Similar questions on the relationship between society and 'the political' reappeared after 1945. Their resolution had, of course, to be distinctly different from the fascist reconstruction of the political in terms of the Fuhrerstaat. As Agnoli explains, the lesson of history was that the democratization of society in the Weimar Republic was the cause of Nazism and that the reconstruction of liberal democracy had to be a democracy of the political; in other words, a democracy without demos, understood in its Greek original: the mob. Hence the above notion, that democratic self-determination is a threat to democracy. Hence also, following Agnoli, the reversal of the Schmittian perspective post-'45. In this way, Nazism was not caused by the political right's attempt to reassert the primacy of the capitalist exploitation of labour through terrorist means. Rather, it was caused by the 'mob' that, because of its alleged political immaturity and supposed populist inclinations, is seen to be easily influenced and persuaded to follow demonic leaders, allowing totalitarian dictatorships to 'emerge'. Schmitt's analysis, in other words, continues to be endorsed: mass democracy unchecked by constitutional and institutional safeguards, and mass society whose democratic inclinations is left uncontrolled and unattended by the watchfull eyes of the state, is a fertile ground for the creation of (totalitarian) dictatorships. The safeguarding of democracy and democratic freedoms requires, then, that the influence of mass society on 'the political' has to be kept to a minimum and that the only political activity that mass society can reasonably be expected to discharge is that of participating in elections as voters. Other forms of socio-political mobilization need to be treated at least with suspicion: the stability of democracy requires the democratic state to defend itself against the enemies of democracy. The 'enemy within' is specifically the political left whose political methods are identified as left-fascist. As noted earlier, for Nolte and other proponents of totalitarian theory, the enemy stands on the left; and right wing movements that use violence and terrorism as a political method are not really right wing. They are, as Nolte explains, a 'left right-party' or movement!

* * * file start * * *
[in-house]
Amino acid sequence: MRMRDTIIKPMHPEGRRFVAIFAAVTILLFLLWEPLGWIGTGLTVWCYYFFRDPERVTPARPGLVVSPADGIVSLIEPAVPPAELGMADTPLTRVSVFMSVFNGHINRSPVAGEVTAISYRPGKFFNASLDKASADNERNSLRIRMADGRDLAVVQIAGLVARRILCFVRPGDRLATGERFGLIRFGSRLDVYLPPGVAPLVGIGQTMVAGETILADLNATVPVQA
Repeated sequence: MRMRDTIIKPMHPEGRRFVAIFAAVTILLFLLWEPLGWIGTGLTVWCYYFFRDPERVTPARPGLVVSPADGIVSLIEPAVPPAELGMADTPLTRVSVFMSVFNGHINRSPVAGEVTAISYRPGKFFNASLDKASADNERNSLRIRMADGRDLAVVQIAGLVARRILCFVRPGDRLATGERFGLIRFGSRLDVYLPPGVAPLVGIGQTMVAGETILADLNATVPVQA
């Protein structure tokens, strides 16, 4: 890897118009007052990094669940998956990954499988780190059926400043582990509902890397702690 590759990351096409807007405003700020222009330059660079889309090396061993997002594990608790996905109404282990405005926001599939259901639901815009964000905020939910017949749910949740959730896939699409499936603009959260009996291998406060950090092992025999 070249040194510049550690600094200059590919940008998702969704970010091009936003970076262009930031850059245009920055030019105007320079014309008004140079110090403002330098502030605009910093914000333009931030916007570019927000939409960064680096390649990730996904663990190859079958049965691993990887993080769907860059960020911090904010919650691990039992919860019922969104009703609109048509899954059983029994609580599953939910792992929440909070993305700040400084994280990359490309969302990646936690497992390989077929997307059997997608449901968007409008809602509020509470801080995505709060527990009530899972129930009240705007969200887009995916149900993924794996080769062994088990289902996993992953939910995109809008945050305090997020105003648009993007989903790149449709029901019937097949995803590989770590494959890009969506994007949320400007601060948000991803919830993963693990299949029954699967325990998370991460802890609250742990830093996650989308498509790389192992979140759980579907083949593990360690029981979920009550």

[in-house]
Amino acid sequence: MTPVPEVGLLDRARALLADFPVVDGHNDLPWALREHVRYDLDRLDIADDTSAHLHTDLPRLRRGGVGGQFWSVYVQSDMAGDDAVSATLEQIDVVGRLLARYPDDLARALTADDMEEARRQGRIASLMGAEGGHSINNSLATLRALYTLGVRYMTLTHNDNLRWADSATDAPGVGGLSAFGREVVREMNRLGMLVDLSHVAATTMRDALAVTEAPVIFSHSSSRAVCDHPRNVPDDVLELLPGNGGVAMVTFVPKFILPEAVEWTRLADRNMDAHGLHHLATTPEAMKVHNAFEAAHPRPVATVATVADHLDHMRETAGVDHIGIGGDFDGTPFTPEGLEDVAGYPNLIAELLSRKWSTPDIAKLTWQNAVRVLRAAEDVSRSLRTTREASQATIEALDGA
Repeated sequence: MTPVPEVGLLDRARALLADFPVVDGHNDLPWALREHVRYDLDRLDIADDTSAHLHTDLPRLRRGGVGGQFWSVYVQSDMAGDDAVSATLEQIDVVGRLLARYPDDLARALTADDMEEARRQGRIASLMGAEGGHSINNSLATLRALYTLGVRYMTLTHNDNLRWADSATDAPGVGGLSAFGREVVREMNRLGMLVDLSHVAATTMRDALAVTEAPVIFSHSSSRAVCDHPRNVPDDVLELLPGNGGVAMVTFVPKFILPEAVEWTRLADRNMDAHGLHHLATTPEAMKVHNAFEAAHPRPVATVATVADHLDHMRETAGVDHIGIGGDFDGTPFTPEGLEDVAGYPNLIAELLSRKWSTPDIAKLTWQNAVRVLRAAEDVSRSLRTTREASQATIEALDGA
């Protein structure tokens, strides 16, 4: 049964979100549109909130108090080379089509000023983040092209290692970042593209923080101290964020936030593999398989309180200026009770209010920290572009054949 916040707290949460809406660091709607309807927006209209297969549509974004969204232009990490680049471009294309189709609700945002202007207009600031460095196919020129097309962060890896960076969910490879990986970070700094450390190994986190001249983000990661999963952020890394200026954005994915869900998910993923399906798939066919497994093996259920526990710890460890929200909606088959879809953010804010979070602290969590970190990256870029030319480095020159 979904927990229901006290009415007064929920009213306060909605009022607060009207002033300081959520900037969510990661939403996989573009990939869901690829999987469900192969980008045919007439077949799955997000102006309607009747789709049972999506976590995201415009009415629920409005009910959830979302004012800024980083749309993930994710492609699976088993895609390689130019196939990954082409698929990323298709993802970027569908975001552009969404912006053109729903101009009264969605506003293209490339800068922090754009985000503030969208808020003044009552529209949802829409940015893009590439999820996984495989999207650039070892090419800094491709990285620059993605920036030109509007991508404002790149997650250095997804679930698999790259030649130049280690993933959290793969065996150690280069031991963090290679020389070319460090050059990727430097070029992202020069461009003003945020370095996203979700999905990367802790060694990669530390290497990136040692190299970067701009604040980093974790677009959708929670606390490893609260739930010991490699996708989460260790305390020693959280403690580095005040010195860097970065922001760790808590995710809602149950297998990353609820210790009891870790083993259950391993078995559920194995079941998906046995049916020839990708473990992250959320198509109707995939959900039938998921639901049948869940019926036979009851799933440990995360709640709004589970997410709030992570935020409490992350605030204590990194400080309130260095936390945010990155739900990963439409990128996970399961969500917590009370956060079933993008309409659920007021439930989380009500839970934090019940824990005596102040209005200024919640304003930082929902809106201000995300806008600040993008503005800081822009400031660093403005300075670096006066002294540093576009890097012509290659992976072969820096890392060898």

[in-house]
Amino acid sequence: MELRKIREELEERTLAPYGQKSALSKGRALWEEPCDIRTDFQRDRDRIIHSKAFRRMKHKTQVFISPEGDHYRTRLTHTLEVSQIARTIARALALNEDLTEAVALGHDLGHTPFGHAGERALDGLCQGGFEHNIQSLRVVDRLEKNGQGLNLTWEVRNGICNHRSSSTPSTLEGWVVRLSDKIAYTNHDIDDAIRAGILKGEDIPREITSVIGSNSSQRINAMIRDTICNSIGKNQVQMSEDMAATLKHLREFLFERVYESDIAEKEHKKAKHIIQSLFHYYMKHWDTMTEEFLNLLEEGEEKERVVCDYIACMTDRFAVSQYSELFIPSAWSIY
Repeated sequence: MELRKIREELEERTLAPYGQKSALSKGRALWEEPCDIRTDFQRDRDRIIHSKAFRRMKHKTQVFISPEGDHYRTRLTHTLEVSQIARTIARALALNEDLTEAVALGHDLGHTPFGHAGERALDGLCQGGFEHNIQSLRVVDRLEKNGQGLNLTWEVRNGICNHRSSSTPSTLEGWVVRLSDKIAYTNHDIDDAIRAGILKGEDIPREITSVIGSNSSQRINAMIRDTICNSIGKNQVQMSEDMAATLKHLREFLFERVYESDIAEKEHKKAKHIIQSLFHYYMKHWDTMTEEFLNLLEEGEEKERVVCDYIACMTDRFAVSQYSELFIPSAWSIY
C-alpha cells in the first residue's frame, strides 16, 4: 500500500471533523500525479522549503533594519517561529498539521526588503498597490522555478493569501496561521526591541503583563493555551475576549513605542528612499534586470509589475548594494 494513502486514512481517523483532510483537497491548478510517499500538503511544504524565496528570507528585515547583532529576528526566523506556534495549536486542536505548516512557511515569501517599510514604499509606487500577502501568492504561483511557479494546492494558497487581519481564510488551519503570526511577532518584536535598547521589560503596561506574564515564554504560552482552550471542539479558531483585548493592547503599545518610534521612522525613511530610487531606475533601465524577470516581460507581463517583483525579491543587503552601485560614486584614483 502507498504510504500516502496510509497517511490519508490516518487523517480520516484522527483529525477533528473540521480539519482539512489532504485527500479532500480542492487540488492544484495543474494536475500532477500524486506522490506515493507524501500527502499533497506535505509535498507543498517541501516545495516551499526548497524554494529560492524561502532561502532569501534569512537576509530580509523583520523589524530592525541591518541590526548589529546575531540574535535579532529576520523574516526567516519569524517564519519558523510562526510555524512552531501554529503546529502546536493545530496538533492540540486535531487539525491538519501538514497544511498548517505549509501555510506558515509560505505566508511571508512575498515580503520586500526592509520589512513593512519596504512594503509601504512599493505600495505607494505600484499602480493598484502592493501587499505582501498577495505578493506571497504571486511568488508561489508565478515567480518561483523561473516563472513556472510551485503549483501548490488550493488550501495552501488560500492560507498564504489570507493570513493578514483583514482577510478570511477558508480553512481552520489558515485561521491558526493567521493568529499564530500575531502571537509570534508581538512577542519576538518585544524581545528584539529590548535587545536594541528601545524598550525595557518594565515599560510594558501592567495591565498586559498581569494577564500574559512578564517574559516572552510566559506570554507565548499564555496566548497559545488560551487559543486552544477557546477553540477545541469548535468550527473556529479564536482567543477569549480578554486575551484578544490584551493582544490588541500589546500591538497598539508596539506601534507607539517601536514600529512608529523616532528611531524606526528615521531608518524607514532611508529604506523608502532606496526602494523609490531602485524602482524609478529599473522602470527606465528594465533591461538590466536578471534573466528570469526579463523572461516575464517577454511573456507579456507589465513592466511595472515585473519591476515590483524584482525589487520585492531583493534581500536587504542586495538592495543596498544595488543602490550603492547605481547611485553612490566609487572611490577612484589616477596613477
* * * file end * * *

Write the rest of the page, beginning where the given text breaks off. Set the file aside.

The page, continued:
In conclusion, Agnoli sees Fascism as a counter-revolutionary force that seeks to disempower the 'dependent' (proletarian) masses and to repel their emancipatory aspirations through a preemptive politics of terrorist 'pacification' and, once so domesticated, through a politics of depolitisation effected through the institutionalization and legalization of the 'labour question'. Fascism, he argues (p. 111), attacked not only the revolutionary working class. Such an attack belongs to the 'normality' of the politics of the bourgeois state. Fascism also attacked the reformist working class movement and focused the integration of the working class into the bourgeois 'system' on issues such as Volk where the mutual 'friends' gain a material existence not only through state organized 'pleasure trips' but also, and most importantly, through the deadly persecution of the 'foe'. Italian Fascism, in contrast to the German v"lkisch conception of the 'national', focused on the incorporation of 'class', seeking to subsume the potentially subversive under the obligation of responsibility. Of course, only the fascist trade unions were invited  - and were the only ones left to be invited - to participate in tripartite discussions. As Agnoli shows, the efforts by employers to reassert their right to manage was in no way diminished, rather it was strengthened, through the politics of incorporation. Within the corporatist framework, the employers were endorsed as the producers and labour's role was that of a dependent who knows its 'natural' position that is visited upon those without property since Roman-times: the natural position of the worker in Italian corporatism was that of the plebes. Agnoli sums this up with the metaphor of the one national boat: the majority rowing the minority navigating.